I am in a very fortunate position, I have lots of horses to ride and someone else to own them and help me bring them along. That being said, Denny has always said to me that they don’t have the money to go and buy something already doing upper levels for me to ride. So, I have had to work with the young and/or green ones and develop them myself, with Denny’s help. Fortunately, I love seeing them develop and bringing them through the levels from the start.
I was really lucky to ride a couple of Denny’s horses with some prelim experience, but nothing I have ridden has gone above prelim, unless it was with me riding them. I take great pride in this, I love the fact that I brought Union and Rosie up to Advanced and Intermediate, and Jumbie from an unbroken baby to a prelim horse. Union had done a couple of prelim’s before I got the ride, but Rosie hadn’t ever competed before I started riding her, 7 years ago. At the moment, none of the horses I am riding have done any eventing before I started to ride/compete them. I feel like this gives me an advantage that you may not have if you are taking over someone else’s ride.
Now, I want to start this off by saying I do not want to discredit people who are competing at the upper levels on horses they did not develop. This takes an entirely different set of skills, they have to be able to get on someone else’s ride and figure out that horse’s buttons. They need to be able to adapt to that horse and encourage the horse to adapt to their specific ride. This is not as easy as it sounds, everyone rides a little bit differently, and an upper level horse will have lots of mileage going a certain way. To be able to get the most out of the different horses takes a lot of talent.
The benefit of developing your own horses from the start, is that you know them inside and out. You know their reactions in every situation, and they know yours. You both know what to expect form each other, the signals have always been the same. You know when you are ready to move up, and when you may be in over your head.
I took Rosie to Plantation in June, I had a really good dressage test, but when I was warming up for stadium, Rosie wasn’t feeling quite herself. She didn’t feel like she was jumping as well as she normally does. She as clearing the fences, but she felt like she was hurling over them more than jumping through her body. I started blaming myself, thinking I wasn’t riding her well enough. I went in the ring and had three rails down, sometimes we have rails when she is exuberant to the fences, or if I ride backwards. These distances felt ok, she just felt like she wasn’t picking her legs up enough. Again, I though maybe I am not giving her the best ride, then I wondered if I should go cross country. She just didn’t feel herself. I then thought, I am being a chicken, I should at least give it a go and see how she feels. I jumped two warm up xc fences and she felt ok. I went on course and she jumped the first couple of fences ok, she wasn’t locking on and didn’t have her usual fire though. I circled before one big table and then pulled up a few fences later. She jigged off the course and I started wondering if I made the right decision. When we got home she still felt blah and we did bloodwork. Turns out she had a mild infection, so she wasn’t feeling well. I am so glad I listened to her, and pulled up on the course.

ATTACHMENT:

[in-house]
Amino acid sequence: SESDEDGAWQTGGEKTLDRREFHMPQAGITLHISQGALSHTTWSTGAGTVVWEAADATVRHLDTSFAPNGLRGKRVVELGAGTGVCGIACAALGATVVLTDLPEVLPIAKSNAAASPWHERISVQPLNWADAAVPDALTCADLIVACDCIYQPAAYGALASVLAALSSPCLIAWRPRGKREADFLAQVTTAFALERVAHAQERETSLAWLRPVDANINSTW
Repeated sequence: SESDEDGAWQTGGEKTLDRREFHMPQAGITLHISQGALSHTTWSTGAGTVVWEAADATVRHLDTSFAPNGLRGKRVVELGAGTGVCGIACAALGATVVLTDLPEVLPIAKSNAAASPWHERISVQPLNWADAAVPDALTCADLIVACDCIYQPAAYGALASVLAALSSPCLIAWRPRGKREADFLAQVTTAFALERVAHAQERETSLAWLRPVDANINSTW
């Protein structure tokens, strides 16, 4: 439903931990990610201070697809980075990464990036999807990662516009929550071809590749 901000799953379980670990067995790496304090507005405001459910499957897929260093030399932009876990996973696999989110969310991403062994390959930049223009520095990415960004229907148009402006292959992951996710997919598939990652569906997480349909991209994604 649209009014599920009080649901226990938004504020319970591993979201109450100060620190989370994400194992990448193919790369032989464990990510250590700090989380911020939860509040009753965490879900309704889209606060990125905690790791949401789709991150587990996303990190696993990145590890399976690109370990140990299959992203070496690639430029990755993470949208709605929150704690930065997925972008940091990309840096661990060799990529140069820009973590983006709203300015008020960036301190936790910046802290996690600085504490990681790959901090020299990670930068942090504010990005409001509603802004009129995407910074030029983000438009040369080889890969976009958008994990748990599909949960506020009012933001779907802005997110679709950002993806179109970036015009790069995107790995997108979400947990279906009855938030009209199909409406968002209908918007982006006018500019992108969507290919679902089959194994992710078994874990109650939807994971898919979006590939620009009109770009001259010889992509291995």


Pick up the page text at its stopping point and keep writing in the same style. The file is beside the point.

I do wish I had listened to my gut right from the get go, and realized she wasn’t feeling well. When you are out competing, it is easy to blame yourself and think, I just need to ride better! I try and look out for my horses, I never want to hurt them and I am probably too quick to back off and reassess. I guess I would rather be that way, than regretting it later on.
Rosie’s next event, in New Jersey, went really well, she jumped around like a star and was totally back to normal. She then did GMHA, it was a tough course, that caused a lot of problems. I felt confident about it and felt that I knew how I needed to ride her.
There was a big mound, with a skinny key hole on the top. I knew I had to ride up the mound with a lot of power and trust her at the top. I also heard a lot of people talking about how spooky the big drop into water was. I know Rosie so well, I knew she wouldn’t spook at it. I rode both fences just as I wanted to and she skipped around the course, making it feel easy. I think if I over rode either of those fences, I would have made her second guess. I know her so well, I really need to trust that I do know how she will react and ride the fences the way I know will give her the most confidence.
This is something that I also think comes with experience. When I was competing Union, he took a very special ride, I needed to add where others never would. Every time I wouldn’t listen to my gut and would ride the line I heard everyone else talking about, it wouldn’t go well for us. This showed my inexperience, I didn’t trust that I knew my horse well enough, or that I would make the best decisions.
I have learned to trust my ride and trust what I know about the horses I am sitting on. I still ask other people’s opinions on the courses and discuss the various options and lines. When it comes right down to it, I always go back to how will my horse react and what will be best for my horse. I have ridden them so long and brought them along, that I know what may be problems and what I can feel the most confident about. There are always holes that show up along the way, and you have to do your best to do back and fill any gaps in, but that is part of learning and developing horses the best you can.